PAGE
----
Although donkeys are often described as hardy and resistant animals, they do suffer a number of health problems (Svendsen 1986).  Parasitic diseases have an economic impact on donkey as they cause loss through lowered fertility, reduced work capacity and increased treatment cost (Krecek et al 2002). These diseases are also serious to donkey welfare, causing pain in affected animals (Fikru et al 2005). Infections of working donkeys with gastro- intestinal parasites are recorded from most countries of Africa and a few parts of Ethiopia. In Ethiopia, few studies were done in central and eastern parts of the country (Gebreab 1998, Mohammed and Teketel 1991).


The donkey health and welfare project has launched a deworming program since 1994 in selected districts of central Oromia. The project intended to know the current status of worm population in these intervention sites. Therefore, the objectives of this study were

Materials and methods

Study area


The study was conducted in three different agro-ecological zones, namely Adaa (mid-land), Bereh (high-land), and Boset (low-land) from November 2007 to April 2008.




It is located at 80 7' N latitude and 390E (EMPDA 1984), 45km South East of Addis Ababa. The geography of the area is marked by a number of crater lakes. The altitude rages from 1500-1800m asl and mean annual rainfall is 1115.6mm. The mean annual maximum and minimum temperatures are 30.50C and 8.50C, respectively with a relative humidity of 61.3% (NMSA 1986). The total land area of the district is 161,056 hectares. The donkey population is 46,222 (MOA 2004).




It located 44-66 km North of Addis Ababa and at an altitude range of 2300-3000m asl. The mean annual rainfall is 3000mm. The average daily maximum and minimum temperature are 280C and 150C, respectively (NMSA 2004). The total land coverage is 138,900 hectares. The donkey population is 24, 395 (MOA 2004).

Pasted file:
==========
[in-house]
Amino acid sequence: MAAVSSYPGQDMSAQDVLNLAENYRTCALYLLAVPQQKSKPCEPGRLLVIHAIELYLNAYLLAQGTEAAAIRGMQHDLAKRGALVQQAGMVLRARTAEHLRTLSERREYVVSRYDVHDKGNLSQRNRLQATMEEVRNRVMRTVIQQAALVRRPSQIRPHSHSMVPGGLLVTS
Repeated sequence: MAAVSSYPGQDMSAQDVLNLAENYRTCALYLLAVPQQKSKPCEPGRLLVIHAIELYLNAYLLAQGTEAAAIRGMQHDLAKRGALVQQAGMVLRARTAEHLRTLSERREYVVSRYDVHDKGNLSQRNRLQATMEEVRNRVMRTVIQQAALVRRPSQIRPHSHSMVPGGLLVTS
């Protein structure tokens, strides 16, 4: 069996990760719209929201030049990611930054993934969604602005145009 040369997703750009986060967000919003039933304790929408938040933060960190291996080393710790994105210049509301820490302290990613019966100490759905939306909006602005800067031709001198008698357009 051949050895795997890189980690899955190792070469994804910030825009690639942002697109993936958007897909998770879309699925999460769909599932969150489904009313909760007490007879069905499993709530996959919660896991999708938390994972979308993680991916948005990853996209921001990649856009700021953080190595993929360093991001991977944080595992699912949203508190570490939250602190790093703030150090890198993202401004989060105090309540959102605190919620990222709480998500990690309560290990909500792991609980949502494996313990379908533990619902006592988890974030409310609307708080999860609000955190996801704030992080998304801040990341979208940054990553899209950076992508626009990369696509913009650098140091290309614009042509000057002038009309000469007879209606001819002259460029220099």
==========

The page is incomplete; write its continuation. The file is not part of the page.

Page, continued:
It is located in the East Africa Rift Valley, 100 km East of Addis Ababa with an altitude of 1500 m asl. Its total land coverage is 124,160 hectares. It has annual rain fall from 400mm to 800mm and temperature of 13.60 to 27.70c (NMSA 2004). The donkey population is 37,181(MOA 2004).


Study animals


The study animals were donkeys in three districts of Oromia Regional State, Central Shoa, maintained under traditional small holder extensive management production system. The total number of donkeys in donkey health and welfare project sites was 107,798. All working donkeys in the donkey health and welfare project study areas were considered irrespective of age, sex, body condition score and color.  Donkeys were grouped in to three age categories. Donkeys under two years of age were classed as young, those in range of two to ten years were classed as adult and those beyond ten years were classed as old. These age classes were based on age of first work, productive age and the life span of Ethiopian donkeys (Yoseph et al 2001; Svendsen 1997). Donkeys were also grouped in to different body condition score according to Svendsen 1997.


Determination of sample size


A sample size was calculated with expected 80% prevalence and 95% confidence interval with an absolute precision of 5% according to (Thrusfield 1995). Thus,

P exp = expected prevalence

d = desired absolute precision

1.96 = constant from normal distribution at a given confidence level

Consequently, a total of 246 working donkeys were sampled, 56, 85 and 105 from Bereh, Boset and Ada, respectively.


Study design


A purposive sampling method was employed to select the three study districts (Adaa, Bereh and Boset) for logistic reasons. These districts consist of peasant associations (PAs). The study PAs were selected from each study district based on simple random sampling based on the sampling frame obtained from the districts' Agricultural Department. Systematic random sampling was employed to select donkeys for faecal sampling.